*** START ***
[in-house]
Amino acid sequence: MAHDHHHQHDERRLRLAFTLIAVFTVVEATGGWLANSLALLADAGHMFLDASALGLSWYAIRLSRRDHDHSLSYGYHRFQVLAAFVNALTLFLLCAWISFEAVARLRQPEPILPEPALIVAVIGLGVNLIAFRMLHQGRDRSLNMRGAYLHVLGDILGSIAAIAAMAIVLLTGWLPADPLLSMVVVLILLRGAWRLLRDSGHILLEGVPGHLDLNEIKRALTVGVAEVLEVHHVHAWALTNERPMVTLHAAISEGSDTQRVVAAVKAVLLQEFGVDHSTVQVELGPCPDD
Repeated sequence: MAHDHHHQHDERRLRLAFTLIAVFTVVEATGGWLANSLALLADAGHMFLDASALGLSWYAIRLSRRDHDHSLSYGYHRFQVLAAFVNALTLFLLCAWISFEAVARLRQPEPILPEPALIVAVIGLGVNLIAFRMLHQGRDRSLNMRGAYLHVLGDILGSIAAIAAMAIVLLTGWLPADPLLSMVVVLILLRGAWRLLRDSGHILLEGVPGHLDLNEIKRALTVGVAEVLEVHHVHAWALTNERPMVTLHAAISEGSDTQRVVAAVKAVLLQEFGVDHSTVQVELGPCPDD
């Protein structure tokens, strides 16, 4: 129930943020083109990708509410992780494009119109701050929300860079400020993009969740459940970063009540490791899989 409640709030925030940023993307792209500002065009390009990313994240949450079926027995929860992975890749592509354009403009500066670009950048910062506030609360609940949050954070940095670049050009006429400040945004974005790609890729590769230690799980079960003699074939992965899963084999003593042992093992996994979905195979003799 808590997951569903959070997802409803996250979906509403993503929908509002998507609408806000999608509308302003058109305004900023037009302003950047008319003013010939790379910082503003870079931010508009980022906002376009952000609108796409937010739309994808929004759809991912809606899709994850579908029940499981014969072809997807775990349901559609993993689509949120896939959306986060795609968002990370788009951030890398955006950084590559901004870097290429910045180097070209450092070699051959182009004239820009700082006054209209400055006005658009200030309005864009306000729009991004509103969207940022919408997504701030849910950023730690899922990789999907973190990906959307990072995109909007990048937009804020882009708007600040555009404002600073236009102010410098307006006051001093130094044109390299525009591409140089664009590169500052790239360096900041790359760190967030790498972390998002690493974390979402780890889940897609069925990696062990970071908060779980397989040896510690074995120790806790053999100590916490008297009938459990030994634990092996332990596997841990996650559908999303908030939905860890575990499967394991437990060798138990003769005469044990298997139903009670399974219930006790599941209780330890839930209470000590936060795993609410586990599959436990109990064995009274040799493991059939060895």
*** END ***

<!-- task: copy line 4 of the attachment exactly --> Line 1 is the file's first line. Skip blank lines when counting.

């Protein structure tokens, strides 16, 4: 129930943020083109990708509410992780494009119109701050929300860079400020993009969740459940970063009540490791899989 409640709030925030940023993307792209500002065009390009990313994240949450079926027995929860992975890749592509354009403009500066670009950048910062506030609360609940949050954070940095670049050009006429400040945004974005790609890729590769230690799980079960003699074939992965899963084999003593042992093992996994979905195979003799 808590997951569903959070997802409803996250979906509403993503929908509002998507609408806000999608509308302003058109305004900023037009302003950047008319003013010939790379910082503003870079931010508009980022906002376009952000609108796409937010739309994808929004759809991912809606899709994850579908029940499981014969072809997807775990349901559609993993689509949120896939959306986060795609968002990370788009951030890398955006950084590559901004870097290429910045180097070209450092070699051959182009004239820009700082006054209209400055006005658009200030309005864009306000729009991004509103969207940022919408997504701030849910950023730690899922990789999907973190990906959307990072995109909007990048937009804020882009708007600040555009404002600073236009102010410098307006006051001093130094044109390299525009591409140089664009590169500052790239360096900041790359760190967030790498972390998002690493974390979402780890889940897609069925990696062990970071908060779980397989040896510690074995120790806790053999100590916490008297009938459990030994634990092996332990596997841990996650559908999303908030939905860890575990499967394991437990060798138990003769005469044990298997139903009670399974219930006790599941209780330890839930209470000590936060795993609410586990599959436990109990064995009274040799493991059939060895």